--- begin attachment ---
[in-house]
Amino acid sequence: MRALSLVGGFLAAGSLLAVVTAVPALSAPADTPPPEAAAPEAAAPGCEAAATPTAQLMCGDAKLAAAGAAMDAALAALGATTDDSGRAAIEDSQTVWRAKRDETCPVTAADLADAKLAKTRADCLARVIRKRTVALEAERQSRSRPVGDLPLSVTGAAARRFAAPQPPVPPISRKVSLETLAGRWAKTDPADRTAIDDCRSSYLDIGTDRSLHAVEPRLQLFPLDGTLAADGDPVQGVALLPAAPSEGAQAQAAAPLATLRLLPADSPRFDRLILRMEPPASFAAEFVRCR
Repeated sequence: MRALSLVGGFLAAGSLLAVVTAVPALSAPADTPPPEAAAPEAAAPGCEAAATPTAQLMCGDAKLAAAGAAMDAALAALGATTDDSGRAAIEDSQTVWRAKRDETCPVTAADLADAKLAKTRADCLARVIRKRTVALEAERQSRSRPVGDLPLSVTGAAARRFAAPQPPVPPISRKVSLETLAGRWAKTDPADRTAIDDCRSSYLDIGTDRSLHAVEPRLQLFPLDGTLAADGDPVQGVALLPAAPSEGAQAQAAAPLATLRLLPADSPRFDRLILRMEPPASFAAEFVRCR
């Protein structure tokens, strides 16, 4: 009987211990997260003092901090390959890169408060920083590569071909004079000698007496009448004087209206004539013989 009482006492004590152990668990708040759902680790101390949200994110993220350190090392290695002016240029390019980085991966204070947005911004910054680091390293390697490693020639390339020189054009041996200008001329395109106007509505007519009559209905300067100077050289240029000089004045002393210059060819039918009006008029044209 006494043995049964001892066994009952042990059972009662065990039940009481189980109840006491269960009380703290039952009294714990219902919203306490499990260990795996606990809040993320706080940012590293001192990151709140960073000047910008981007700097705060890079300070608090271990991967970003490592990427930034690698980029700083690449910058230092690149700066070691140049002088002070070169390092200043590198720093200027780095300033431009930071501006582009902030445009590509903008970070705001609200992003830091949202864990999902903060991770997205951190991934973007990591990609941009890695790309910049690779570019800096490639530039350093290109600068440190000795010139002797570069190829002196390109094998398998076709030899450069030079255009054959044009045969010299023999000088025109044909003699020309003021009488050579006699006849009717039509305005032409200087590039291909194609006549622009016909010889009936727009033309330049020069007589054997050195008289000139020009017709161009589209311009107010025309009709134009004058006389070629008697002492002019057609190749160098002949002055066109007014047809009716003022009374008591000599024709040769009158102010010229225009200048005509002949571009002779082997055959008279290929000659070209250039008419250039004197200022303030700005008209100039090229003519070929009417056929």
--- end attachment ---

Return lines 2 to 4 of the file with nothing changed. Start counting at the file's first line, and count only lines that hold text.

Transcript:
Amino acid sequence: MRALSLVGGFLAAGSLLAVVTAVPALSAPADTPPPEAAAPEAAAPGCEAAATPTAQLMCGDAKLAAAGAAMDAALAALGATTDDSGRAAIEDSQTVWRAKRDETCPVTAADLADAKLAKTRADCLARVIRKRTVALEAERQSRSRPVGDLPLSVTGAAARRFAAPQPPVPPISRKVSLETLAGRWAKTDPADRTAIDDCRSSYLDIGTDRSLHAVEPRLQLFPLDGTLAADGDPVQGVALLPAAPSEGAQAQAAAPLATLRLLPADSPRFDRLILRMEPPASFAAEFVRCR
Repeated sequence: MRALSLVGGFLAAGSLLAVVTAVPALSAPADTPPPEAAAPEAAAPGCEAAATPTAQLMCGDAKLAAAGAAMDAALAALGATTDDSGRAAIEDSQTVWRAKRDETCPVTAADLADAKLAKTRADCLARVIRKRTVALEAERQSRSRPVGDLPLSVTGAAARRFAAPQPPVPPISRKVSLETLAGRWAKTDPADRTAIDDCRSSYLDIGTDRSLHAVEPRLQLFPLDGTLAADGDPVQGVALLPAAPSEGAQAQAAAPLATLRLLPADSPRFDRLILRMEPPASFAAEFVRCR
């Protein structure tokens, strides 16, 4: 009987211990997260003092901090390959890169408060920083590569071909004079000698007496009448004087209206004539013989 009482006492004590152990668990708040759902680790101390949200994110993220350190090392290695002016240029390019980085991966204070947005911004910054680091390293390697490693020639390339020189054009041996200008001329395109106007509505007519009559209905300067100077050289240029000089004045002393210059060819039918009006008029044209 006494043995049964001892066994009952042990059972009662065990039940009481189980109840006491269960009380703290039952009294714990219902919203306490499990260990795996606990809040993320706080940012590293001192990151709140960073000047910008981007700097705060890079300070608090271990991967970003490592990427930034690698980029700083690449910058230092690149700066070691140049002088002070070169390092200043590198720093200027780095300033431009930071501006582009902030445009590509903008970070705001609200992003830091949202864990999902903060991770997205951190991934973007990591990609941009890695790309910049690779570019800096490639530039350093290109600068440190000795010139002797570069190829002196390109094998398998076709030899450069030079255009054959044009045969010299023999000088025109044909003699020309003021009488050579006699006849009717039509305005032409200087590039291909194609006549622009016909010889009936727009033309330049020069007589054997050195008289000139020009017709161009589209311009107010025309009709134009004058006389070629008697002492002019057609190749160098002949002055066109007014047809009716003022009374008591000599024709040769009158102010010229225009200048005509002949571009002779082997055959008279290929000659070209250039008419250039004197200022303030700005008209100039090229003519070929009417056929």